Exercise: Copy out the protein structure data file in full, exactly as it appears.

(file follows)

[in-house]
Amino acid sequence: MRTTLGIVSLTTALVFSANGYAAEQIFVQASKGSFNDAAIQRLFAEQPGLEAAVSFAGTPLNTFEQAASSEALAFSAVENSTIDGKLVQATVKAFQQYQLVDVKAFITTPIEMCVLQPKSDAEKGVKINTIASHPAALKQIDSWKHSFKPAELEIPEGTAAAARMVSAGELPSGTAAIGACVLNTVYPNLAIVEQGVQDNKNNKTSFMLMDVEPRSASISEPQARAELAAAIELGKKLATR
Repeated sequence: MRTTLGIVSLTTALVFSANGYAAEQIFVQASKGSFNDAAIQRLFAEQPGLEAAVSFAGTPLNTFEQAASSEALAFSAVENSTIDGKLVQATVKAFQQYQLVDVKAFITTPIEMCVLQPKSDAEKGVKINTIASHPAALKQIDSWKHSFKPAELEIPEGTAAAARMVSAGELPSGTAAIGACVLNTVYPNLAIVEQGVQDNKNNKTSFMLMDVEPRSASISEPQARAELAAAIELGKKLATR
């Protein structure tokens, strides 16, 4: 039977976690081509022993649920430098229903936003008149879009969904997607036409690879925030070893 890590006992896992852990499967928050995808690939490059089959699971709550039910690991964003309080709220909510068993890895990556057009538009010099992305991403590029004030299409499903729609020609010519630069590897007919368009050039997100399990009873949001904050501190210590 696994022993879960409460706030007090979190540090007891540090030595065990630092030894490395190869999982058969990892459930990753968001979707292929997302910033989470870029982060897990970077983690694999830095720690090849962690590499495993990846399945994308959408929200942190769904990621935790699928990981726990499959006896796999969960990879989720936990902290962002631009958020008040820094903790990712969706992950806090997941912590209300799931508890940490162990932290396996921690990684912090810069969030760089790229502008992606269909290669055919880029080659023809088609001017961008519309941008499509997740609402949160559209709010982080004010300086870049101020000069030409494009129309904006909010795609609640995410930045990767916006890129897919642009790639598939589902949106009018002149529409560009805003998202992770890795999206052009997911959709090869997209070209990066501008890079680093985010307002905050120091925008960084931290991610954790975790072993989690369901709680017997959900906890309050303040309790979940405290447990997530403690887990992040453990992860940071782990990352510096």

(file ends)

[in-house]
Amino acid sequence: MRTTLGIVSLTTALVFSANGYAAEQIFVQASKGSFNDAAIQRLFAEQPGLEAAVSFAGTPLNTFEQAASSEALAFSAVENSTIDGKLVQATVKAFQQYQLVDVKAFITTPIEMCVLQPKSDAEKGVKINTIASHPAALKQIDSWKHSFKPAELEIPEGTAAAARMVSAGELPSGTAAIGACVLNTVYPNLAIVEQGVQDNKNNKTSFMLMDVEPRSASISEPQARAELAAAIELGKKLATR
Repeated sequence: MRTTLGIVSLTTALVFSANGYAAEQIFVQASKGSFNDAAIQRLFAEQPGLEAAVSFAGTPLNTFEQAASSEALAFSAVENSTIDGKLVQATVKAFQQYQLVDVKAFITTPIEMCVLQPKSDAEKGVKINTIASHPAALKQIDSWKHSFKPAELEIPEGTAAAARMVSAGELPSGTAAIGACVLNTVYPNLAIVEQGVQDNKNNKTSFMLMDVEPRSASISEPQARAELAAAIELGKKLATR
């Protein structure tokens, strides 16, 4: 039977976690081509022993649920430098229903936003008149879009969904997607036409690879925030070893 890590006992896992852990499967928050995808690939490059089959699971709550039910690991964003309080709220909510068993890895990556057009538009010099992305991403590029004030299409499903729609020609010519630069590897007919368009050039997100399990009873949001904050501190210590 696994022993879960409460706030007090979190540090007891540090030595065990630092030894490395190869999982058969990892459930990753968001979707292929997302910033989470870029982060897990970077983690694999830095720690090849962690590499495993990846399945994308959408929200942190769904990621935790699928990981726990499959006896796999969960990879989720936990902290962002631009958020008040820094903790990712969706992950806090997941912590209300799931508890940490162990932290396996921690990684912090810069969030760089790229502008992606269909290669055919880029080659023809088609001017961008519309941008499509997740609402949160559209709010982080004010300086870049101020000069030409494009129309904006909010795609609640995410930045990767916006890129897919642009790639598939589902949106009018002149529409560009805003998202992770890795999206052009997911959709090869997209070209990066501008890079680093985010307002905050120091925008960084931290991610954790975790072993989690369901709680017997959900906890309050303040309790979940405290447990997530403690887990992040453990992860940071782990990352510096």